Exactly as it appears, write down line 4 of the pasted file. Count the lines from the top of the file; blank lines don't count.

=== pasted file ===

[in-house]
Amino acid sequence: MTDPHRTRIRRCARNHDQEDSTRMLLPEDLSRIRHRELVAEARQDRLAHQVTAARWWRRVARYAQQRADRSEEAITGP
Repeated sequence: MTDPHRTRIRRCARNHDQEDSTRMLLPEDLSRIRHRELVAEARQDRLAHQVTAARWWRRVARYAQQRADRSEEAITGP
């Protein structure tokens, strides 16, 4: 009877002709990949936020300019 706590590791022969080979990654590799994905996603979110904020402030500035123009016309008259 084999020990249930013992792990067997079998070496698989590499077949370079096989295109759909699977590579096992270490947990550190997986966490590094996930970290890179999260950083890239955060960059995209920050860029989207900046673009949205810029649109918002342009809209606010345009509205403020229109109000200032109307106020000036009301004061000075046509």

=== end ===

């Protein structure tokens, strides 16, 4: 009877002709990949936020300019 706590590791022969080979990654590799994905996603979110904020402030500035123009016309008259 084999020990249930013992792990067997079998070496698989590499077949370079096989295109759909699977590579096992270490947990550190997986966490590094996930970290890179999260950083890239955060960059995209920050860029989207900046673009949205810029649109918002342009809209606010345009509205403020229109109000200032109307106020000036009301004061000075046509």